By David Winning
SYDNEY--Scentre Group returned to profit in 2021 despite lockdowns curbing traffic to its malls, and it signaled an improvement in its distribution this year as pandemic restrictions ease across Australia.
Scentre, which owns and operates nearly 40 Westfield branded shopping centers, reported a net profit of 887.9 million Australian dollars (US$641 million) for the 12 months through December. That compared to a A$3.73 billion loss a year ago, which reflected a reduction in property valuations of A$4.25 billion.
Funds from operations--a smoothed measure of operating cash flow that excludes depreciation, amortization and gains on asset sales--rose by 13% to A$862.5 million across the year. Operating profit totaled A$845.8 million.
"During the year, we completed 2,497 lease deals, including 1,090 new merchant deals. We welcomed 267 new brands to the portfolio. As a result, occupancy has increased to 98.7%," said Chief Executive Peter Allen.
Scentre has signaled growing confidence in its outlook as Australia dials back restrictions and shifts toward treating Covid-19 as endemic. Australia's international border reopened to tourists for the first time since Covid-19 hit on Monday, and New South Wales state--where many of Scentre's malls are located--has scrapped density limits among other measures.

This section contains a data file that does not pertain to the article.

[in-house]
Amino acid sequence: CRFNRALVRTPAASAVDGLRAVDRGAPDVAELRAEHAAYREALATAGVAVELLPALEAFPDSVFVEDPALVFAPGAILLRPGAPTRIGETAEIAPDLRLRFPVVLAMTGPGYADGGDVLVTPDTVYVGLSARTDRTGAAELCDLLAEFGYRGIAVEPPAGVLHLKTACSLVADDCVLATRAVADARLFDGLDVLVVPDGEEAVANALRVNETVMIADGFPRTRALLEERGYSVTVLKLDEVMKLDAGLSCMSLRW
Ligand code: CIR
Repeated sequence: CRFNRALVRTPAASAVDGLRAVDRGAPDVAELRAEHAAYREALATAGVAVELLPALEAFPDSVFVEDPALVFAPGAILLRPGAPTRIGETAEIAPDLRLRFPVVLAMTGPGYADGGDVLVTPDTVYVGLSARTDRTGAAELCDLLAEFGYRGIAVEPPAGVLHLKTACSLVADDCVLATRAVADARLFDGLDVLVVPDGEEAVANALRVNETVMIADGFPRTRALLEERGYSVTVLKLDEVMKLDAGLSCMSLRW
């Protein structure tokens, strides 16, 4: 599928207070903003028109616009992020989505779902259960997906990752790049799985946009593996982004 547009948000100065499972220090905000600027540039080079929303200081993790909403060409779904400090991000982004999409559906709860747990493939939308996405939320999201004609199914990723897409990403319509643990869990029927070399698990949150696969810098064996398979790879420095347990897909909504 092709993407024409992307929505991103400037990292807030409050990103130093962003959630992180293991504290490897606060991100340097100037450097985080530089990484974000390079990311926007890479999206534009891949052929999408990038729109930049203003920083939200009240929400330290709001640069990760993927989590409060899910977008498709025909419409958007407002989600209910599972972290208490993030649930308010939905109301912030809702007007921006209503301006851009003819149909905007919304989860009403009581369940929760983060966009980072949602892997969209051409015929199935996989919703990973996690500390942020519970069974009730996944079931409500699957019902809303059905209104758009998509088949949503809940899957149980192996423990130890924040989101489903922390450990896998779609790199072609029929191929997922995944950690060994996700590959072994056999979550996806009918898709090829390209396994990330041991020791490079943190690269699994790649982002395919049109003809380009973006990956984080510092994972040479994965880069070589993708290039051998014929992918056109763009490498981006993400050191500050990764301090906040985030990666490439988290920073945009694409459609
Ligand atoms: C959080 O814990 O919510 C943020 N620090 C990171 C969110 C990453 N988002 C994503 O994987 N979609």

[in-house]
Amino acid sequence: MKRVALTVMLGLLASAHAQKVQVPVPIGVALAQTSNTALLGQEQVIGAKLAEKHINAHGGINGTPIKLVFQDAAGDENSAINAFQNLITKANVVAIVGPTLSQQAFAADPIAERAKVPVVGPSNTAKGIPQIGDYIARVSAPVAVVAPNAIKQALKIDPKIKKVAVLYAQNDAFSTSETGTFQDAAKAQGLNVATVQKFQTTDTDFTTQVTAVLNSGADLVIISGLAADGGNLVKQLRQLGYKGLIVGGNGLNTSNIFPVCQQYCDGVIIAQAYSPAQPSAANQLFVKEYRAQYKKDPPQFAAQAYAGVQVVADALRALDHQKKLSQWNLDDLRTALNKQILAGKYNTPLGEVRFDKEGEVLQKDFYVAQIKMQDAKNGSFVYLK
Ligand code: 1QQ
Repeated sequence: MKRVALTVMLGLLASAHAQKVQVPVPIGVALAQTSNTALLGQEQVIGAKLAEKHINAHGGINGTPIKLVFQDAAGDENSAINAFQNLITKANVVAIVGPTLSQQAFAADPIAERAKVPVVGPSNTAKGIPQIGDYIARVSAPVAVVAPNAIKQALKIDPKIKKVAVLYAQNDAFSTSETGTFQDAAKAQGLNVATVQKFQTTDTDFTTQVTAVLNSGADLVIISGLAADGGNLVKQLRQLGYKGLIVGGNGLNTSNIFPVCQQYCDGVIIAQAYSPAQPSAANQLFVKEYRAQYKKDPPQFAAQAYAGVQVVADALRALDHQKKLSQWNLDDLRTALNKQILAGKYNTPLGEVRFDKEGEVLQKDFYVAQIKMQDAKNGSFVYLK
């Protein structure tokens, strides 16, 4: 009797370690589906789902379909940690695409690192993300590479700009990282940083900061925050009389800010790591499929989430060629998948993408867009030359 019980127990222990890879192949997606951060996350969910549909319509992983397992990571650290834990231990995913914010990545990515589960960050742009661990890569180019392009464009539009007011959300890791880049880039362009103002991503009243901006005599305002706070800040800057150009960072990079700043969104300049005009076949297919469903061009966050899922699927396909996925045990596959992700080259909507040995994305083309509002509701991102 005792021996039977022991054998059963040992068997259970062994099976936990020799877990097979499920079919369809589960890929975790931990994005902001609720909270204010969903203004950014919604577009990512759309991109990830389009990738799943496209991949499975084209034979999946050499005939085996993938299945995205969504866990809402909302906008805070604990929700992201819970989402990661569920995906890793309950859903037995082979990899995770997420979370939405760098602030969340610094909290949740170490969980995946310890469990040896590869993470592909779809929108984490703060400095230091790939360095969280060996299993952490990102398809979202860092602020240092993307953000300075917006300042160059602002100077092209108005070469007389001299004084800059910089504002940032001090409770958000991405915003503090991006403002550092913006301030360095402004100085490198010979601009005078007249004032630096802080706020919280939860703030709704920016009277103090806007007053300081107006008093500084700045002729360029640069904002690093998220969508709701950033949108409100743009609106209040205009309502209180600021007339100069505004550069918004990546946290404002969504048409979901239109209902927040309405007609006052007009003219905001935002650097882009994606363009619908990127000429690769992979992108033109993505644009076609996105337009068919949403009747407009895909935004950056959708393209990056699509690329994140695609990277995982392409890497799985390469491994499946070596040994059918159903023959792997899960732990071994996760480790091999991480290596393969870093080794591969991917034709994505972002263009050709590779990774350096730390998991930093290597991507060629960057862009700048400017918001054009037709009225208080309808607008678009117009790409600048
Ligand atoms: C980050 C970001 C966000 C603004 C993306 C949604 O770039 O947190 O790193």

Scentre's final distribution of 7.25 cents per security brought its full-year payout to 14.25 cents. The company had updated its guidance in November to say it expected a distribution of "at least" 14.0 cents per security after lockdowns in New South Wales and neighboring Victoria ended. In August, it had only targeted a payout of 14 cents per security.
For 2022, Scentre forecast an annual distribution of at least 15.0 cents per security as Australia's economy recovers and shoppers grow less wary of being in crowded malls.
"Earnings are expected to grow at a higher rate in 2022," Mr. Allen said.
Still, there are gathering economic headwinds that pose a new challenge to mall owners. Among them is an increase in inflation, which is raising the cost of living for many households. Economists expect Australia's central bank to respond to higher inflation this year by raising interest rates for the first time in a decade. Higher borrowing costs would eat into consumers' spending power more.
On Wednesday, Scentre said its gross cash receipts totaled A$2.68 billion during 2021, up 14%.
Scentre said its gearing--a measure of debt relative to equity--was 27.5% at the end of December.
Write to David Winning at firstname.lastname@example.org
(END) Dow Jones Newswires
February 22, 2022 17:12 ET (22:12 GMT)Copyright (c) 2022 Dow Jones & Company, Inc.